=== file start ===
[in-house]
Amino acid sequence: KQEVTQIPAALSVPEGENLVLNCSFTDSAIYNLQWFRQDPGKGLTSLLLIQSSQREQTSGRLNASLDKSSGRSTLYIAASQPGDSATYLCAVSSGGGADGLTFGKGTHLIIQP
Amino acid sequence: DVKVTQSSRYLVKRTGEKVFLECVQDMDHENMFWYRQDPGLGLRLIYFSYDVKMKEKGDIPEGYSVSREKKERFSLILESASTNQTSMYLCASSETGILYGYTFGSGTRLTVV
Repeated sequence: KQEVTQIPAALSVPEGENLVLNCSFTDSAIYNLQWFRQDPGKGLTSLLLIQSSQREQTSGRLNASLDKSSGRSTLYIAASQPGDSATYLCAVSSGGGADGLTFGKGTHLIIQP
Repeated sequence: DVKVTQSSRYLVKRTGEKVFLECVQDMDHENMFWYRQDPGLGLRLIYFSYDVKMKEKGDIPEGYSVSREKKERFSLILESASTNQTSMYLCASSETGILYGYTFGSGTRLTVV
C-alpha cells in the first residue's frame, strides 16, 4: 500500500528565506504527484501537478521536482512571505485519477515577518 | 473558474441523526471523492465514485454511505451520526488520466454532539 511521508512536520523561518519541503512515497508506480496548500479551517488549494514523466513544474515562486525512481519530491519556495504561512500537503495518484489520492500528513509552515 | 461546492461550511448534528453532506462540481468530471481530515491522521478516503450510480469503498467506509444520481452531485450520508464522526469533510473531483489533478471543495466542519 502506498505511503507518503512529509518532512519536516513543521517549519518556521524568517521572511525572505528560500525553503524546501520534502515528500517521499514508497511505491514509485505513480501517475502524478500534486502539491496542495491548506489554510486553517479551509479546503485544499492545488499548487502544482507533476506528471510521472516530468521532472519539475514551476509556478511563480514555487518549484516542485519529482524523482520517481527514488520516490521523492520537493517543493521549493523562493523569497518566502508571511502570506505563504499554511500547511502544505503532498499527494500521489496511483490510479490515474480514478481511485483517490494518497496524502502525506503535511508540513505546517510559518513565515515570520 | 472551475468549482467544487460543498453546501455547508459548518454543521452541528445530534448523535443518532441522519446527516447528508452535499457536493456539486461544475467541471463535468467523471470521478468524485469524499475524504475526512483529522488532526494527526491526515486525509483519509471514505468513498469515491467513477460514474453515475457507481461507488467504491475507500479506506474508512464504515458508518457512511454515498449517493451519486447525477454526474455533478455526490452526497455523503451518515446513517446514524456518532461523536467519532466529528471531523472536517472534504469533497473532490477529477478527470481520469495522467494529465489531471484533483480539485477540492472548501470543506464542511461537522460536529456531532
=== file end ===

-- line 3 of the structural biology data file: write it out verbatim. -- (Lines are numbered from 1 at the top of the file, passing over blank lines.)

Amino acid sequence: DVKVTQSSRYLVKRTGEKVFLECVQDMDHENMFWYRQDPGLGLRLIYFSYDVKMKEKGDIPEGYSVSREKKERFSLILESASTNQTSMYLCASSETGILYGYTFGSGTRLTVV